My Blog

Posts for tag: teeth whitening

By Redwood Dental Health Center
February 03, 2013
Category: Dental Procedures
Tags: teeth whitening  
WhiteningaDiscoloredToothfromtheInsideOut

If you have discolored teeth, the cause is often staining on the enamel surfaces from foods, beverages, or smoking. But tooth discoloration may also originate deep within the root of a tooth. Sometimes this happens to a tooth that had to have earlier root canal treatment because of injury or decay.

In such cases the living pulp tissue and its blood vessels and nerves had to be removed from the root canals, resulting in the death of the dentin layer, which makes up most of the tooth's body. Over time this caused the dentin to darken. The color may come from remains of blood that was left in the tissue, or from filling materials left in the root canal that are showing through.

Since these stains are caused internally (intrinsic) and not on the outside of the tooth (extrinsic) they must be whitened from the inside. This is usually done by putting a bleaching agent into the empty chamber from which the pulp was removed. Usually the bleaching agent is a substance called sodium perborate.

When it is mixed with a solution of hydrogen peroxide, sodium perborate slowly bleaches the color from the tooth's internal material. It is considered to be safe and reliable for this use.

The work begins by taking x-ray images to make sure that the root canal is correctly sealed and the bone is healthy. After this, we will make a small hole in the back of the tooth through which the root canal space will be cleaned. The root canal space will be sealed and the bleach will be applied in a putty-like form and sealed off from the rest of your mouth. Every few days this procedure will be repeated until the bleaching reaches the desired level.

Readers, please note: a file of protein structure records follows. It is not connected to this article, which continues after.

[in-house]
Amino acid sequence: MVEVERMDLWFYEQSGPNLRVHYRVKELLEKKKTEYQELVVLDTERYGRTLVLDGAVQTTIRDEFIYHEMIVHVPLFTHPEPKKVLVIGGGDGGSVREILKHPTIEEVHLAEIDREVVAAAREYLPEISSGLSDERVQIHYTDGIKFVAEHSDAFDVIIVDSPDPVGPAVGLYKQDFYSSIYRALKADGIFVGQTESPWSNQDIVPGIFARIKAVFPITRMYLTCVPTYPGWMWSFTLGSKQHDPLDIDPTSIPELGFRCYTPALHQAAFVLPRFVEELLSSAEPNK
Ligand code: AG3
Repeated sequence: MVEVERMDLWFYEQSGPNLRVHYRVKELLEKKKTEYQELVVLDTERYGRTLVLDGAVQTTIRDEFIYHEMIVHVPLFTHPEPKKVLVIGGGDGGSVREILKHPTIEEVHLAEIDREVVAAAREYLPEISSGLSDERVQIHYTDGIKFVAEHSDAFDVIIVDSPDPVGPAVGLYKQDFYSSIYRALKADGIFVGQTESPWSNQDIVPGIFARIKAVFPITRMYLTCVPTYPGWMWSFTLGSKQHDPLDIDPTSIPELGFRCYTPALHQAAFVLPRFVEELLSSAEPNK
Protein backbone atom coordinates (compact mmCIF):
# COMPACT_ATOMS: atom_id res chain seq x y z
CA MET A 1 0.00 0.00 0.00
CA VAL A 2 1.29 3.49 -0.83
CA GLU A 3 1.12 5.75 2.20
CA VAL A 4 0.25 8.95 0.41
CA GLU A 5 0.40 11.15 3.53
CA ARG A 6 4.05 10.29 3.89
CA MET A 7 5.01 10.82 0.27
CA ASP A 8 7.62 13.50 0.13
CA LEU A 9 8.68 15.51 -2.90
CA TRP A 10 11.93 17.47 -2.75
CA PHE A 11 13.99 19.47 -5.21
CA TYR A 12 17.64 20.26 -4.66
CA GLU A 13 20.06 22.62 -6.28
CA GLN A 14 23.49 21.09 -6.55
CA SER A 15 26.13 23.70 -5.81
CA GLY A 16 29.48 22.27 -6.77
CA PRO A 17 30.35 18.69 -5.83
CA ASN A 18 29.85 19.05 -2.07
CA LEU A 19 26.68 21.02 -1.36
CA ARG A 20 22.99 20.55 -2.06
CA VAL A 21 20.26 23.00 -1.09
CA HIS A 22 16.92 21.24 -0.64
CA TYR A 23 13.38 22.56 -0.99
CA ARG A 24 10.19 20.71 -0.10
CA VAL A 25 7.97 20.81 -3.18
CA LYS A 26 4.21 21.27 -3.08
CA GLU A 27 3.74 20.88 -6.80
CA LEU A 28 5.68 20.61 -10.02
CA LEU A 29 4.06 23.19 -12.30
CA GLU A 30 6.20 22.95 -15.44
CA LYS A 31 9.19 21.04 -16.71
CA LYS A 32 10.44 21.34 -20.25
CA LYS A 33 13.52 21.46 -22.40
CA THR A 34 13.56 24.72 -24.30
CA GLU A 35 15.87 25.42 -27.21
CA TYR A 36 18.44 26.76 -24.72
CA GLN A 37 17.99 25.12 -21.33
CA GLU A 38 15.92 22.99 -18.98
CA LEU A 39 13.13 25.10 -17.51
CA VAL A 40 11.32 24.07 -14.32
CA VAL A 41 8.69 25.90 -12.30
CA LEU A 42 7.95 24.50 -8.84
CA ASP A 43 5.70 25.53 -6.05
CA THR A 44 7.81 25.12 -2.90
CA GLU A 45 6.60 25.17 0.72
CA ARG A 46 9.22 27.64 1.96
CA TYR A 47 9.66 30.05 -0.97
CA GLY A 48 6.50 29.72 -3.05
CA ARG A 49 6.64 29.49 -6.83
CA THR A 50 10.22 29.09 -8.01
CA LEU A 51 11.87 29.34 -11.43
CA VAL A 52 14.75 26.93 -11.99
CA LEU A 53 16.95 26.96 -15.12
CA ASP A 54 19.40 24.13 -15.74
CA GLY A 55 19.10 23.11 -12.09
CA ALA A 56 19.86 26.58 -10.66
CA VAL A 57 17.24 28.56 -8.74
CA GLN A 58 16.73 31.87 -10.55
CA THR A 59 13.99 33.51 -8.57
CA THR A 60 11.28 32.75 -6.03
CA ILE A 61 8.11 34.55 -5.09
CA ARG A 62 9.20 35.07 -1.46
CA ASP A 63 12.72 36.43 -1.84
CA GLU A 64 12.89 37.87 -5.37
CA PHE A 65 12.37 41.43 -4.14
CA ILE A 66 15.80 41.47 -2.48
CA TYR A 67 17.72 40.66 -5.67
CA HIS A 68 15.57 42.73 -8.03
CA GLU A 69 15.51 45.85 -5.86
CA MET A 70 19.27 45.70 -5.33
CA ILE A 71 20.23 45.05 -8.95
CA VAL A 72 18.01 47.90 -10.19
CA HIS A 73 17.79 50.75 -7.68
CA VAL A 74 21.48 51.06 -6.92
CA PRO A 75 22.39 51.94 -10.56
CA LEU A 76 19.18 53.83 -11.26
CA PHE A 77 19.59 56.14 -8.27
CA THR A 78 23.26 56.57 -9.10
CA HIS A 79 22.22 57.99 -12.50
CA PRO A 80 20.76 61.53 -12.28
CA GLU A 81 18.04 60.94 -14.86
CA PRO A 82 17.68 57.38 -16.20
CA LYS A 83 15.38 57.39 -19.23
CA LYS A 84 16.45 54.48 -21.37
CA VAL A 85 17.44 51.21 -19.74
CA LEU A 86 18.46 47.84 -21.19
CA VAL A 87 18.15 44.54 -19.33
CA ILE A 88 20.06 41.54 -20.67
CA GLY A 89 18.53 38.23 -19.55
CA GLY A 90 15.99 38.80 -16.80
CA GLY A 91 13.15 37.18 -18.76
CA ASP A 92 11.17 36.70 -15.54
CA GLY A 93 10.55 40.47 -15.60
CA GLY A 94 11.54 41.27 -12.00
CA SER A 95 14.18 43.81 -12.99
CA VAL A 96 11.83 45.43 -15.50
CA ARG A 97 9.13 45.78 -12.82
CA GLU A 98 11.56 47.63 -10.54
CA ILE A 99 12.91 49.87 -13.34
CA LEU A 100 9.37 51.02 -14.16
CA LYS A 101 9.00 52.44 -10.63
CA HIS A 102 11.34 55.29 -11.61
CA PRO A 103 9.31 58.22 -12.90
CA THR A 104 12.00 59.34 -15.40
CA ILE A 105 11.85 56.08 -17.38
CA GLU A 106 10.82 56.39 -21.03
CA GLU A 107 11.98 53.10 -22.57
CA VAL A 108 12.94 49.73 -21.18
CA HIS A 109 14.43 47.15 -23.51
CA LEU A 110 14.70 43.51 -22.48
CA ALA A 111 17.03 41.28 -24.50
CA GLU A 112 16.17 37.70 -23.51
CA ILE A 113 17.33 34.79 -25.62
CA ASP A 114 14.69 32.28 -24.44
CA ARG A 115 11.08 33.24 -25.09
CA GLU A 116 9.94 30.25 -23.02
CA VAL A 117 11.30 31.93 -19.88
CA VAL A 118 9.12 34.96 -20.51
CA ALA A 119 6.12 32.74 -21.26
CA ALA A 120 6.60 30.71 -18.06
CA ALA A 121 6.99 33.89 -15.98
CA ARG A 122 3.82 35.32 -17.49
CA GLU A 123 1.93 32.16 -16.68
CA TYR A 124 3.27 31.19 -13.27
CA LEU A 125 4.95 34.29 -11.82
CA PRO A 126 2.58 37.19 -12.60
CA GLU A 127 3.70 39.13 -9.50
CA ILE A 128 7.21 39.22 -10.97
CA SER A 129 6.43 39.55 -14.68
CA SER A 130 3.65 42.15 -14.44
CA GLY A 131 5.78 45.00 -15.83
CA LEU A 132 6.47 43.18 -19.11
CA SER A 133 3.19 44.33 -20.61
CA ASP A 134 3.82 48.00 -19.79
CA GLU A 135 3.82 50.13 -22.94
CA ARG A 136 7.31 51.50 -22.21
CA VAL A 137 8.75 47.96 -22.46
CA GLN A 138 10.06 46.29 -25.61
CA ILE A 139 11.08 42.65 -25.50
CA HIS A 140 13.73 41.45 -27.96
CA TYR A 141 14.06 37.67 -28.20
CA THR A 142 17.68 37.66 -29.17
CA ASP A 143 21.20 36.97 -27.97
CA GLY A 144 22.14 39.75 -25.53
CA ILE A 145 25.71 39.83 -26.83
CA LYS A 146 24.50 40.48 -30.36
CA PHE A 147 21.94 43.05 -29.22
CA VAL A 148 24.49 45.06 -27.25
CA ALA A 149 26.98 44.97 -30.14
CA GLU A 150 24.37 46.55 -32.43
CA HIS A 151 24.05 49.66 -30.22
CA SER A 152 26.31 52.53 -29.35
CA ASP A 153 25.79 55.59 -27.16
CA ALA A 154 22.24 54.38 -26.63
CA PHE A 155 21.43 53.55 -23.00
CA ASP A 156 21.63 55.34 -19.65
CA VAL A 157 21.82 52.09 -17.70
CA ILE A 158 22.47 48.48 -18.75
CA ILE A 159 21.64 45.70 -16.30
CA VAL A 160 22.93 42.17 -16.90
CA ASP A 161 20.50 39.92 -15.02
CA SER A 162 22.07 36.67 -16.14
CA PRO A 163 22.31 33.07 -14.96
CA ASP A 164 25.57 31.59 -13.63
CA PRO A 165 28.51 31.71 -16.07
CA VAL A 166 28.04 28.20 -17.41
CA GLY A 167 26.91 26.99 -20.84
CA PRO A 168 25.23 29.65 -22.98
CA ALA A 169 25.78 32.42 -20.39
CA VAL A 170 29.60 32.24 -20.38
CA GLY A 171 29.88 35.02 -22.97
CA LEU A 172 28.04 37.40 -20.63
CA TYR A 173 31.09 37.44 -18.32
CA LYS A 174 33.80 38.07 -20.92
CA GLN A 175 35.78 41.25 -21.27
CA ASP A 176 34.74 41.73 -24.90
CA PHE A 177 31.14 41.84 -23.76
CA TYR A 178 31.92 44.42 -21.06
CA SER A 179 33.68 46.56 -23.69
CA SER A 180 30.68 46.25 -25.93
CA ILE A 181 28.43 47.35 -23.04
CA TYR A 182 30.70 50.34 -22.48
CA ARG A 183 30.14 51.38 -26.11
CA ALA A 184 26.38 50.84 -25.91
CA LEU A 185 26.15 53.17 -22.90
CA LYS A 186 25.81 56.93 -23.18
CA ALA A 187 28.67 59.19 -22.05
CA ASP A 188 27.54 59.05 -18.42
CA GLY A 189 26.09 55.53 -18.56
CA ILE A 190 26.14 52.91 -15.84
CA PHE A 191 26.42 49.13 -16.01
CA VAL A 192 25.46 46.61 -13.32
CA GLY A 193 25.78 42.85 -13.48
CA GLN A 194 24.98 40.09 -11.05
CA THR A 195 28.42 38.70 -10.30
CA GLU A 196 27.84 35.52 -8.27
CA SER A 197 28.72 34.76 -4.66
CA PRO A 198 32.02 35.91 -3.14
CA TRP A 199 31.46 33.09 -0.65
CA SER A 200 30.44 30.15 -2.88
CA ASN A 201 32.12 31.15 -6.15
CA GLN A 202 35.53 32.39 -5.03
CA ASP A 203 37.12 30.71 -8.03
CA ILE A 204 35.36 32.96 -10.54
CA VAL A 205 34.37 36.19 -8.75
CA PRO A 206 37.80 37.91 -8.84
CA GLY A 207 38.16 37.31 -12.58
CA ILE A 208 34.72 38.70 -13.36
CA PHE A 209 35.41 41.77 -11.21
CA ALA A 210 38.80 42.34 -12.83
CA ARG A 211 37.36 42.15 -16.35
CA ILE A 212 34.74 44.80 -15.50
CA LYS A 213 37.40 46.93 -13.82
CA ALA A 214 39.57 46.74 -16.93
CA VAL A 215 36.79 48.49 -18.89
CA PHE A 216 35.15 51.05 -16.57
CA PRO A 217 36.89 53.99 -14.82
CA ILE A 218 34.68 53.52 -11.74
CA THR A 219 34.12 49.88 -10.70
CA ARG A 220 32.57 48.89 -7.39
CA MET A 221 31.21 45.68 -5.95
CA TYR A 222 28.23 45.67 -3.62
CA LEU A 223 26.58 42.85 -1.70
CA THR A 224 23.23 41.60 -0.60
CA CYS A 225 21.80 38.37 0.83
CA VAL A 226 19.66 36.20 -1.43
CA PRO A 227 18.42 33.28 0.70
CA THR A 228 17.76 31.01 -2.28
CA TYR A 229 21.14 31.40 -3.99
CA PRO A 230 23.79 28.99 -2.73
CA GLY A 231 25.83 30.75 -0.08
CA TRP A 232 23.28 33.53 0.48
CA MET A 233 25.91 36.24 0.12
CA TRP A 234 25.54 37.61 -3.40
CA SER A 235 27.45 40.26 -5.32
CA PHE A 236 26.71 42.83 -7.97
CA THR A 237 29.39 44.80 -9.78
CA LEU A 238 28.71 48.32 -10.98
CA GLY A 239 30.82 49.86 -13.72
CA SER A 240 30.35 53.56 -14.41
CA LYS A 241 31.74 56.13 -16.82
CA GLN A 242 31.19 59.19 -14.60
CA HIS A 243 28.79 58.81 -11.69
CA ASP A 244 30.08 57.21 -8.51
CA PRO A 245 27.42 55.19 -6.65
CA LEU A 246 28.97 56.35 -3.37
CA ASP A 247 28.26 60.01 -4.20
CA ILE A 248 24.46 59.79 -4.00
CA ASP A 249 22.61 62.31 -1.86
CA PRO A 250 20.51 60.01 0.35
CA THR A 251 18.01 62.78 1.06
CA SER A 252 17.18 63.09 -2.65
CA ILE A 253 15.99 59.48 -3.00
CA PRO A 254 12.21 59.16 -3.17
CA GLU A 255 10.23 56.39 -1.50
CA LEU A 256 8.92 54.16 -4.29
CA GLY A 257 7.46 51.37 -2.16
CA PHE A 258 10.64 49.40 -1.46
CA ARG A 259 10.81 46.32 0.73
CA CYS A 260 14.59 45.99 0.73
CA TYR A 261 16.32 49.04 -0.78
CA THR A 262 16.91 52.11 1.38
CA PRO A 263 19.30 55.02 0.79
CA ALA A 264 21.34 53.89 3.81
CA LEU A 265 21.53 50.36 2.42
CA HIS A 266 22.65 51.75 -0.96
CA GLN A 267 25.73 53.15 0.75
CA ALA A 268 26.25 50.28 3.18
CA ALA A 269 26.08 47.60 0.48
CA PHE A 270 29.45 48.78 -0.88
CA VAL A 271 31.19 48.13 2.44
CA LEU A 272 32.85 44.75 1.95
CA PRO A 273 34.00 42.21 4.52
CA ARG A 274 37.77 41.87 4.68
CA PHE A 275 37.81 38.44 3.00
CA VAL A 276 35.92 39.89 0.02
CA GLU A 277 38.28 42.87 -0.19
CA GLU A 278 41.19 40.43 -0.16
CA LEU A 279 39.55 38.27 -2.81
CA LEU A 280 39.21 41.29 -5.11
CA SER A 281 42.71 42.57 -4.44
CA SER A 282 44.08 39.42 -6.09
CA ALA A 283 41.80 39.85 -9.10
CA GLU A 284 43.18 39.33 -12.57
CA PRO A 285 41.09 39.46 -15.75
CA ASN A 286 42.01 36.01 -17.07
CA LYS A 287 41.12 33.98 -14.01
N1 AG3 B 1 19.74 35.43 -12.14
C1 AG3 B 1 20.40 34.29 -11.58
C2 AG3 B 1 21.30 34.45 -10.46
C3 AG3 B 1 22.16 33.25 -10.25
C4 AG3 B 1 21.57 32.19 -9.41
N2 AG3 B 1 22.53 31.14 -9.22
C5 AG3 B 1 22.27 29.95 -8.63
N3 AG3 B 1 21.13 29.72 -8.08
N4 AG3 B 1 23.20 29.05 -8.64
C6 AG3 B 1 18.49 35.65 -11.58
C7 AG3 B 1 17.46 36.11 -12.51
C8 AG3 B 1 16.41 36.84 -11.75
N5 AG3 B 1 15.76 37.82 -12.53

At this point a tooth-colored composite resin will be used to seal the small hole that was made in the dentin to insert the bleach. After the tooth has reached the level of whiteness that matches it to your other teeth, veneers or crowns must sometimes be used to repair the surface if it is chipped or misshapen, for example.

Contact us today to schedule an appointment to discuss your questions about whitening internally discolored teeth. You can also learn more by reading the Dear Doctor magazine article “Whitening Traumatized Teeth.”

By Redwood Dental Health Center
October 19, 2012
Category: Dental Procedures
QuestionsYouShouldAskBeforeWhiteningYourTeeth

Having a whiter, brighter smile can do wonders for improving self-confidence, career opportunities, and interpersonal relationships, as demonstrated in numerous scientific studies. In fact, according to a poll conducted on behalf of the American Academy of Cosmetic Dentistry (AACD), the following was revealed:

  • 99.7% of Americans believe a smile is an important social asset.
  • 74% feel an unattractive smile can hurt chances for career success.
  • 50% of all people polled were unsatisfied with their smile.

These statistics demonstrate why you should have a solid understanding about any cosmetic procedure — even teeth whitening — before making your decision to proceed. To help you ensure that you have the facts, we created the following list of questions.